US

Do-it-yourself spirit brings business to vacant Detroit land

  • In this Sept. 19, 2016, photo, Ron Shelton stands by one of his apple trees in Detroit. Some Detroit residents are using a do-it-yourself approach to start businesses amid the city’s overabundance of vacant land and wide open spaces. Shelton is sinking his finances into a small apple orchard and cider mill in a neighborhood dotted with empty lots and aging homes. (AP Photo/Carlos Osorio)

    In this Sept. 19, 2016, photo, Ron Shelton stands by one of his apple trees in Detroit. Some Detroit residents are using a do-it-yourself approach to start businesses amid the city’s overabundance of vacant land and wide open spaces. Shelton is sinking his finances into a small apple orchard and cider mill in a neighborhood dotted with empty lots and aging homes. (AP Photo/Carlos Osorio)  (The Associated Press)

  • In this Sept. 19, 2016, photo, Ron Shelton looks over a rusting apple grinder he is planning on restoring at his home in Detroit. Some Detroit residents are using a do-it-yourself approach to start businesses amid the city’s overabundance of vacant land and wide open spaces. Shelton is sinking his finances into a small apple orchard and cider mill in a neighborhood dotted with empty lots and aging homes. (AP Photo/Carlos Osorio)

    In this Sept. 19, 2016, photo, Ron Shelton looks over a rusting apple grinder he is planning on restoring at his home in Detroit. Some Detroit residents are using a do-it-yourself approach to start businesses amid the city’s overabundance of vacant land and wide open spaces. Shelton is sinking his finances into a small apple orchard and cider mill in a neighborhood dotted with empty lots and aging homes. (AP Photo/Carlos Osorio)  (The Associated Press)

  • In this Sept. 19, 2016, photo, Ron Shelton looks over a rusting apple grinder he is planning on restoring at his home in Detroit. Some Detroit residents are using a do-it-yourself approach to start businesses amid the city’s overabundance of vacant land and wide open spaces. Shelton is sinking his finances into a small apple orchard and cider mill in a neighborhood dotted with empty lots and aging homes. (AP Photo/Carlos Osorio)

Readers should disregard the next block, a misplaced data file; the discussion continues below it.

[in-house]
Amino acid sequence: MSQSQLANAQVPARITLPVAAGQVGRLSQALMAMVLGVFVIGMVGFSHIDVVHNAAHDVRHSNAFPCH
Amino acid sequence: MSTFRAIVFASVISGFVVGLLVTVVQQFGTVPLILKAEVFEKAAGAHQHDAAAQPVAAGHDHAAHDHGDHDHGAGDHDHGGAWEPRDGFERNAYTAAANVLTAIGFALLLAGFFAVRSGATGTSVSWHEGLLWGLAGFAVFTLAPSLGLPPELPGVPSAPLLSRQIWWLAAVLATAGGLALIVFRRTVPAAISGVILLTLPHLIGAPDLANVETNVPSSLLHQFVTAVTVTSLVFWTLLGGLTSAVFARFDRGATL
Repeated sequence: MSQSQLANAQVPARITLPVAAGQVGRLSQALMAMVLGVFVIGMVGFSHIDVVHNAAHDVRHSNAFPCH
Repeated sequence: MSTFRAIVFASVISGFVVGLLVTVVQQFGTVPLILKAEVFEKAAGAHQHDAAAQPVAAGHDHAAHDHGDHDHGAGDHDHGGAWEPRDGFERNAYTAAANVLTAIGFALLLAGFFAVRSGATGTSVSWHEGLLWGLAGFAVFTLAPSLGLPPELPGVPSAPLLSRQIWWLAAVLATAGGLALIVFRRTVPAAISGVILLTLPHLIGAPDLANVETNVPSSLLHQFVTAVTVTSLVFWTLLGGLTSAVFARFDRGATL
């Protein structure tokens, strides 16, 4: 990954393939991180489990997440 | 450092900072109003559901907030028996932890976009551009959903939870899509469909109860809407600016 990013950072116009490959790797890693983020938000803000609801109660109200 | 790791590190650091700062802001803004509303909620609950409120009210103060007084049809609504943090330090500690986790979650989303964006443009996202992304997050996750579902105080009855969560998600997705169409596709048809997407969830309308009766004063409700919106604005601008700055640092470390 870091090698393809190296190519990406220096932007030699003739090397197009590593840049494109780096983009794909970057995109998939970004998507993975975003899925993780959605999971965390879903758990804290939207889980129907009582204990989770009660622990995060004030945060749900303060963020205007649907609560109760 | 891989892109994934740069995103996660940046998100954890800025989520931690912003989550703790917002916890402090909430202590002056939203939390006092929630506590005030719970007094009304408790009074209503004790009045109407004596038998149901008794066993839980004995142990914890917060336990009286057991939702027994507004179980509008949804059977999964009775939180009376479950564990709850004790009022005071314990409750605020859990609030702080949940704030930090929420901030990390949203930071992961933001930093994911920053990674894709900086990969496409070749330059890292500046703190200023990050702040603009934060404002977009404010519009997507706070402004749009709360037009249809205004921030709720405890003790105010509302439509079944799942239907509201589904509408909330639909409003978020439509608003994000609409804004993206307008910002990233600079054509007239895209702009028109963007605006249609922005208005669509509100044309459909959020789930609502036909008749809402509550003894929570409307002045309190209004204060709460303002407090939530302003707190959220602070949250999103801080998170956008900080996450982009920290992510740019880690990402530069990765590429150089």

In this Sept. 19, 2016, photo, Ron Shelton looks over a rusting apple grinder he is planning on restoring at his home in Detroit. Some Detroit residents are using a do-it-yourself approach to start businesses amid the city’s overabundance of vacant land and wide open spaces. Shelton is sinking his finances into a small apple orchard and cider mill in a neighborhood dotted with empty lots and aging homes. (AP Photo/Carlos Osorio)  (The Associated Press)

Some Detroit residents are using a do-it-yourself approach to start businesses amid the city's overabundance of vacant land and wide open spaces.

Ron Shelton is sinking his finances into a small apple orchard and cider mill in a neighborhood dotted with empty lots and aging homes.

Detroit's population loss of about 1.1 million people since the 1950s and subsequent bulldozing of empty and dilapidated houses have left it with about 120,000 vacant lots.

Other former manufacturing hubs are dealing with what to do with empty lots once houses are torn down. Chicago has sold more than 400 vacant parcels since 2014. In Milwaukee, homeowners next to a vacant lot can buy it for $1.

Detroit's Land Bank charges homeowners $100 for city-owned side lots next to their homes.